PQI, makers of PC Memory and solid state disks, have produced a Portable Video Player called the PQI mPack P800. When the mPack arrived I was immediately surprised with the quality of the packaging. Now usually I’m not interested in this kind of stuff but PQI really impressed me with the box and I immediately knew that the P800 was going to be a quality product.
Unpacking the mPack also yielded more surprises. The P800 comes with not only one, but two carrying cases. The first is a little soft case that keeps your player safe from nicks and scratches while floating around in your bag. The second is a full blown travel case which can fit all of your accessories for when you take it on a trip and need to bring the power cord and TV connectors. Both bags are quality items.
Also included in the box is a set of quality ear bud style earphones with changeable colors. Each bud outputs 35mW of sound and is capable of frequencies up to 27,000Hz. They also come with a control half way down the line which allows you to control your PVP via the play, stop, volume up/down, and skip track buttons.
And lastly, but not least, is the remote control. You can do anything from the remote that you can from the player, both M and H buttons, volume, skip, next, stop, pause, etc.
The one thing that I noticed about the P800 was its weight, which comes in at around 350 g (0.77 lb), probably due to the hard drive and battery. But still, it’s not that bad. As for dimensions; it’s just a tad smaller than the Sony PSP, with the actual dimensions being 146 x 82 x 25 mm (5.75 x 3.23 x 0.98 in). Pretty good considering how much is packed in the device.
On the front you have two different control pads which are explained further in the review, the power button and a quick record button. On the top is the A/V out, A/V in, SPDIF digital audio, CF card slot, USB 2.0, and a DC 5V connector. On the back is a kickstand allows you to rest your mPack on a table so it stands upright. This feature is extremely handy as we have reviewed other players without this feature. For example; the Archos AV320 makes it quite annoying to enjoy a film. If you haven’t propped it up against something, you just have to hold the player in your hand for the duration of a film.
Inside the device is a Samsung MP0402H 40GB hard drive big enough to pack over 50 Divx movies, weeks worth of music, or your whole digital photo collection. When the device is running you can hear a slight humming coming from the drive, but not enough to hinder your experience. The mPack also comes in an 80GB version.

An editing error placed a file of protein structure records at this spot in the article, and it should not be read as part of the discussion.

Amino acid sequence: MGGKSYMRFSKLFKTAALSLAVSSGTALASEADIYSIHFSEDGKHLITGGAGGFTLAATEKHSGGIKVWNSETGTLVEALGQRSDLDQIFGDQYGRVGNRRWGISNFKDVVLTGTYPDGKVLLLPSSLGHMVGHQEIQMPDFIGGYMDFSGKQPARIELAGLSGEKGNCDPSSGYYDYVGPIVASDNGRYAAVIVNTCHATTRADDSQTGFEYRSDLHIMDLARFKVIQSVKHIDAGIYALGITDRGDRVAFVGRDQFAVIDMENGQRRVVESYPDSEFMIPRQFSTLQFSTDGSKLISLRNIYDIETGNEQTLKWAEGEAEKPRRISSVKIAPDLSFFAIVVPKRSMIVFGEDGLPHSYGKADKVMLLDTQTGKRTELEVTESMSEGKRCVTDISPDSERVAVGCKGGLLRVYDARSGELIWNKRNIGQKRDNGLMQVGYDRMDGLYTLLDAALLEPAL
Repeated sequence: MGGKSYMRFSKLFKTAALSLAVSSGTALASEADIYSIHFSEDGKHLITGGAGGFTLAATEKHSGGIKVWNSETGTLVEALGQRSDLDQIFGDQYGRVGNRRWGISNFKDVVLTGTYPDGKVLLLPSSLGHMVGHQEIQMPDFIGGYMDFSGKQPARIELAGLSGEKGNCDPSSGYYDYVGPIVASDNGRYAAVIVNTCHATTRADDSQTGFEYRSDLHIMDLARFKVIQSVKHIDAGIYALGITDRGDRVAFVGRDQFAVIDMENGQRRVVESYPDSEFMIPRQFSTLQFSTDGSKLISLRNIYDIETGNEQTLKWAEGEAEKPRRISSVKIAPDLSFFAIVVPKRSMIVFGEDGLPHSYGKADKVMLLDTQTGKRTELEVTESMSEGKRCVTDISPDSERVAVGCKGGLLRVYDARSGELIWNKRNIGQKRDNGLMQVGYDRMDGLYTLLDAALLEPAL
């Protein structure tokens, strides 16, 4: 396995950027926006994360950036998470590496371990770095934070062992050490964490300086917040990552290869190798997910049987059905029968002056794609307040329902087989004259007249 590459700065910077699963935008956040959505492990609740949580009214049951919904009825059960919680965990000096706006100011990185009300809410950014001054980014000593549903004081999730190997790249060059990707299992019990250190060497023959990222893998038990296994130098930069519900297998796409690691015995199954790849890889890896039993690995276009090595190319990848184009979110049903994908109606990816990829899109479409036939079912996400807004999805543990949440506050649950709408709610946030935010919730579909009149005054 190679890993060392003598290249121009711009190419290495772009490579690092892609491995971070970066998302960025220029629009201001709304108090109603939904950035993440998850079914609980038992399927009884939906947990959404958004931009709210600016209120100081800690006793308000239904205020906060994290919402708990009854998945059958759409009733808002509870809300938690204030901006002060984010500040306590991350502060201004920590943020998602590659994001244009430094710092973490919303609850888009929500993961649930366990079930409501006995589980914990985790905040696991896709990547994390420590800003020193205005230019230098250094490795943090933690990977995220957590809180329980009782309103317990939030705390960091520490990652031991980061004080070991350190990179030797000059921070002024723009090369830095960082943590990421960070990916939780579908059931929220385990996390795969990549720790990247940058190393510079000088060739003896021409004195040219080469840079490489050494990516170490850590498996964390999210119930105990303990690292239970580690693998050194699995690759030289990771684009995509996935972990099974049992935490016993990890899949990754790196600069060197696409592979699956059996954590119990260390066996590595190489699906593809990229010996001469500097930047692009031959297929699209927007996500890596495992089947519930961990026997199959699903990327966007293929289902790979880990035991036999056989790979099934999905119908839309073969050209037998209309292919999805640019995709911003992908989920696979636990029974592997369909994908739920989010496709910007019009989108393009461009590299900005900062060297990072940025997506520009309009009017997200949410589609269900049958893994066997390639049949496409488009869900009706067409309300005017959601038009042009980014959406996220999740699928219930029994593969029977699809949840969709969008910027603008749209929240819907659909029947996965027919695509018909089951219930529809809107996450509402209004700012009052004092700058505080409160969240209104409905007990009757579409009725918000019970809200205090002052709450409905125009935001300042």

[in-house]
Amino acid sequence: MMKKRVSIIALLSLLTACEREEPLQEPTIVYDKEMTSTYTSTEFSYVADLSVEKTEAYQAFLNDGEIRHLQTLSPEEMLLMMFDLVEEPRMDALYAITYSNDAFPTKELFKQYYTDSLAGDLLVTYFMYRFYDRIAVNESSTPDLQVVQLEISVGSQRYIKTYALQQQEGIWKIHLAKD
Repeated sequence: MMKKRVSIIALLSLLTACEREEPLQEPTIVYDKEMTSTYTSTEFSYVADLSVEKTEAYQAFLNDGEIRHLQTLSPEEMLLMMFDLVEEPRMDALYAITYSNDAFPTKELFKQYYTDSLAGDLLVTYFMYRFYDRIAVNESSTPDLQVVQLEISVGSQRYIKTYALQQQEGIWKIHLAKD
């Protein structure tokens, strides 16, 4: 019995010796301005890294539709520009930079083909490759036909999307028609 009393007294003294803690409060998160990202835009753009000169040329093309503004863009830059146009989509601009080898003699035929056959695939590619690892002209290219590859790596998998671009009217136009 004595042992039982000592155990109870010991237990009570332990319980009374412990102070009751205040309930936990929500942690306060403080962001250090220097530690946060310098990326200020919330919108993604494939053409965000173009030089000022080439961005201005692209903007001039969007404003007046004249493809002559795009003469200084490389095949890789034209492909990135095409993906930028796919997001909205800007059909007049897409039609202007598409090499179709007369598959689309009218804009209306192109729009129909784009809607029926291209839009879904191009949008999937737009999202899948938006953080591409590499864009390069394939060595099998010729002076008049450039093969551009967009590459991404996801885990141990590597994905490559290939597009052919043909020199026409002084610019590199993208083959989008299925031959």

Battery life should last you for 4.5 hours watching videos, 10 hours for audio due to the LCD screen shutting off, and it can recharge itself in around 6 hours. You can customize different auto shutoff functions through the system menu to save battery power.
The mPack P800 supports MPEG 1/2/4, DivX, XviD, WMV, and ASF formats which is pretty impressive as I can’t think of any other codec I would miss. First off, let me state that the quality of video that it plays depends of course on the format and quality of the file that is being played. In this particular instance the P800 supports videos of 800×576 at 30 frames per second as its maximum quality. Another obvious item that hinders quality is the screen that the device houses, PQI has this nailed. Their screen is a high resolution 3.5-inch 320×240 pixel TFT LCD screen that allows for great brightness and contrast adjustments.
Also included is a Video recording option which allows you to plug your P800 into your TV, VCR, DVD player or anything that has RCA out, and record your favorite shows and movies. You can decide how long you want the device to record for so you can leave it unattended, but that’s basically all you can do in the recording department. You can’t pick the quality of recording nor can you set times and dates for it to record like with TiVO. I was browsing the mPack forums and they mentioned that new firmware was in the pipe to allow recording at higher quality with a due date of August.
The device records in MPEG1 mode at approximately 5MBs per minute, which lead me to suspect poor recording quality. Upon further investigation I determined that the video records in 352 x 240 resolution at a low audio and video bit rate using the Lingos codec. It looks OK on the player, but pretty bad when you watch it on your PC; definitely not a good way to backup your DVD collection. Let’s hope they come out with that firmware soon.
The P800 has support for a huge range of audio file formats including; MP3 CBR/VBR, WMA, AC3, AAC, WAV, and OGG. What more can you ask for?
From the software player end of things, PQI did a nice job on the interface. It includes a scrolling time indicator, volume indicator, and various icons to indicate various play modes. Also, in the menu you have the ability to add selected tracks to a custom M3U play list. In the settings menu it also has different equalizer settings (Normal, Jazz, Pop, Rock, Classic 3D Sound (music), Digital Theater Sound (movie, SPDIF))
Not much else to specify here except that the quality coming from the device is great.
On the top of the P800 is a SPDIF digital audio optical port that you can plug into your digital receiver for excellent sound. You can also play music out the built in speaker, which sounds like a tin can. But that is expected when you pack so many features into such a small device.